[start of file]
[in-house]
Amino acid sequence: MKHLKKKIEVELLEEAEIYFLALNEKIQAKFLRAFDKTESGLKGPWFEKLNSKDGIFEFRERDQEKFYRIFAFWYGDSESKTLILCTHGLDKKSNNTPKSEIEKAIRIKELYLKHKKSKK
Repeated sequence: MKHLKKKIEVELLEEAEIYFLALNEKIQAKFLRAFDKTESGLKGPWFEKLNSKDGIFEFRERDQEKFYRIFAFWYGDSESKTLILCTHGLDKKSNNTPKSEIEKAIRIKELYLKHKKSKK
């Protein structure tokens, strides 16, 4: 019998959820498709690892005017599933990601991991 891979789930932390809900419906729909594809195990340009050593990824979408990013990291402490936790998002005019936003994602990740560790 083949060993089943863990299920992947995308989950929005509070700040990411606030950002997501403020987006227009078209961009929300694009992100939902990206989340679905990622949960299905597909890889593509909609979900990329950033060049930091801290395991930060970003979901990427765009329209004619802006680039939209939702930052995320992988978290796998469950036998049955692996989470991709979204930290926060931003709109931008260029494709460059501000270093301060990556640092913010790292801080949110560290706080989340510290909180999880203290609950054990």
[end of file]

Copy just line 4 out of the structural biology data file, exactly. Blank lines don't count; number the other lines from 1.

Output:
């Protein structure tokens, strides 16, 4: 019998959820498709690892005017599933990601991991 891979789930932390809900419906729909594809195990340009050593990824979408990013990291402490936790998002005019936003994602990740560790 083949060993089943863990299920992947995308989950929005509070700040990411606030950002997501403020987006227009078209961009929300694009992100939902990206989340679905990622949960299905597909890889593509909609979900990329950033060049930091801290395991930060970003979901990427765009329209004619802006680039939209939702930052995320992988978290796998469950036998049955692996989470991709979204930290926060931003709109931008260029494709460059501000270093301060990556640092913010790292801080949110560290706080989340510290909180999880203290609950054990």